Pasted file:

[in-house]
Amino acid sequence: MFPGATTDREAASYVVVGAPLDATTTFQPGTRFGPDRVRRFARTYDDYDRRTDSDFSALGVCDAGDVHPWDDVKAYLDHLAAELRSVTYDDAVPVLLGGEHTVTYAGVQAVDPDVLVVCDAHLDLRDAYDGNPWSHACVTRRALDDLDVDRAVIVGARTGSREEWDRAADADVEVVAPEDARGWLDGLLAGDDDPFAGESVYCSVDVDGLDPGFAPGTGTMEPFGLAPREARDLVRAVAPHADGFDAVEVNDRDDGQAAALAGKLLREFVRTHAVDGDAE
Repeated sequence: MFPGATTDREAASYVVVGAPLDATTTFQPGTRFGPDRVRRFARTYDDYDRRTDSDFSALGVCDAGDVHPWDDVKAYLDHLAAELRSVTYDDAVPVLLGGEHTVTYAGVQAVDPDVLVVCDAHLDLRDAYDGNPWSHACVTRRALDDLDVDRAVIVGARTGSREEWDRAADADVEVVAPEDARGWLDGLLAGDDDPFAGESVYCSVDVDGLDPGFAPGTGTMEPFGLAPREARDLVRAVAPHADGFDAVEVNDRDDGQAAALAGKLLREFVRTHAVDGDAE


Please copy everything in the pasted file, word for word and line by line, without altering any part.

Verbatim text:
[in-house]
Amino acid sequence: MFPGATTDREAASYVVVGAPLDATTTFQPGTRFGPDRVRRFARTYDDYDRRTDSDFSALGVCDAGDVHPWDDVKAYLDHLAAELRSVTYDDAVPVLLGGEHTVTYAGVQAVDPDVLVVCDAHLDLRDAYDGNPWSHACVTRRALDDLDVDRAVIVGARTGSREEWDRAADADVEVVAPEDARGWLDGLLAGDDDPFAGESVYCSVDVDGLDPGFAPGTGTMEPFGLAPREARDLVRAVAPHADGFDAVEVNDRDDGQAAALAGKLLREFVRTHAVDGDAE
Repeated sequence: MFPGATTDREAASYVVVGAPLDATTTFQPGTRFGPDRVRRFARTYDDYDRRTDSDFSALGVCDAGDVHPWDDVKAYLDHLAAELRSVTYDDAVPVLLGGEHTVTYAGVQAVDPDVLVVCDAHLDLRDAYDGNPWSHACVTRRALDDLDVDRAVIVGARTGSREEWDRAADADVEVVAPEDARGWLDGLLAGDDDPFAGESVYCSVDVDGLDPGFAPGTGTMEPFGLAPREARDLVRAVAPHADGFDAVEVNDRDDGQAAALAGKLLREFVRTHAVDGDAE